So let’s agree there is no right or wrong in improv, there is only weak or strong. What then does it mean to be a strong improviser? A strong improviser can say both FUCK IT and I AM SO EXCITED at the same time. Important: it’s assuming both. If you just say FUCK IT and that improv isn’t important, you may be one of those dicks who hates the art form and is truly unpleasant and uninspiring to exist with onstage. If you just say I AM SO EXCITED you may think this show is a very big deal and very important and strangle the ability to be relaxed and not give a damn about the outcome. Mick used to point out from watching a thousand Second City general auditions how many great improvisers do terribly at auditions because they’ve made the audition very important in their minds. But if you can hold both FUCK IT and I AM SO EXCITED TO DO THIS in your mind — you can achieve a fantastic, free, fuck-it headspace. And then you can embrace truly improvising from your gut and enjoying the danger of not thinking ahead about things that have yet to pass. Instead, just focus on aggressively playing into what’s directly in front of you: the present moment.
I find that when you start strong and let go of getting it right and simply focus on playing aggressively, you accomplish all those things you want to achieve in a ‘good’ improv scene without worrying about them at all. Mick describes in his must-read first book Improvise: Scene from the Inside Out the law of inertia: that an object in motion tends to stay in motion. If you start a scene with intention and strong decisions, you are likely to continue operating that way as you build the scene. If you start a scene hesitantly in neutral-gear, trying to ‘find the scene,’ you are likely to continue feeling lost and searching and unlikely to “suddenly have the time of your improv life!” So clear your headspace and get into a decisive state of making strong moment-moment choices, and the rest falls into place.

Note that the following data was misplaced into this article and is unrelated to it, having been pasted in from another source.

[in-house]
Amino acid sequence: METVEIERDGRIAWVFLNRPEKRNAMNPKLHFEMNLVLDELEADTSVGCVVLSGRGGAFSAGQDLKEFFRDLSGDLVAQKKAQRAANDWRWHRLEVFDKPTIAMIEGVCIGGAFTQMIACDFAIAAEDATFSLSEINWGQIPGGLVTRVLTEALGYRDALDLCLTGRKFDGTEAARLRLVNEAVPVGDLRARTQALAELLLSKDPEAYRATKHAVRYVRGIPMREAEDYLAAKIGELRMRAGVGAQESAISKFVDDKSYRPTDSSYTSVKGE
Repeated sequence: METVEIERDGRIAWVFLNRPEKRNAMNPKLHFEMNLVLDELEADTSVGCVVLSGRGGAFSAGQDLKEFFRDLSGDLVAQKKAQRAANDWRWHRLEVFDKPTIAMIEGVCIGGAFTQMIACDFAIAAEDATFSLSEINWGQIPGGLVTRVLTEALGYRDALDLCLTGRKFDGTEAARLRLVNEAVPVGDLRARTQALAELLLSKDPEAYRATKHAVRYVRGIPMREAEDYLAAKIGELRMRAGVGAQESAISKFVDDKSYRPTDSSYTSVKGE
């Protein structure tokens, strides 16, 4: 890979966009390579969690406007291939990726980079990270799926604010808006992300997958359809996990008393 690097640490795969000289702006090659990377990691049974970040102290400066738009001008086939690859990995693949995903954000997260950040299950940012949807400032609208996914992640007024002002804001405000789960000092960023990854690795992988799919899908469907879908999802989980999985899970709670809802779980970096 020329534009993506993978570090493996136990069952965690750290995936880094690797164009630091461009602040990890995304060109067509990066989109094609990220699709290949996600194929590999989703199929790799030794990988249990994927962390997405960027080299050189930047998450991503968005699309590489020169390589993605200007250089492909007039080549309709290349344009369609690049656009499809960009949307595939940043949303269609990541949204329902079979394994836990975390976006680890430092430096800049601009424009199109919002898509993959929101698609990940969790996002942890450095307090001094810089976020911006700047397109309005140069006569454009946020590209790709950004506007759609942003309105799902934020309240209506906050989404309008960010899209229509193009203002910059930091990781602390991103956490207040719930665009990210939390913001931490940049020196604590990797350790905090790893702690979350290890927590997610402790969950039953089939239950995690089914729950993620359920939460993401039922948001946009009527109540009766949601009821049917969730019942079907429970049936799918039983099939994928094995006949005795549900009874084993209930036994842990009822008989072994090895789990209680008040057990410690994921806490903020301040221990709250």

And best of all, you may actually surprise yourself and say something you didn’t think you would say! The funniest shit I ever did onstage I did not plan to do or say — it just happened by impulse or came out my mouth like word vomit. We get so afraid of improv failure that we do everything we can to tighten the bolts and prevent any slippage — and thereby kill our chances at creating spontaneously.
There is no right or wrong. The best improvisers in the world can’t bat 1000. You may get good over time at improving your worst scenes to the level of mediocre, but there will always be some duds. And it doesn’t matter. Give up the quest to do improv “correctly.” There are only weak or strong improvisers — and strong ones play like the badass, aggressive, confident improviser they know they already are.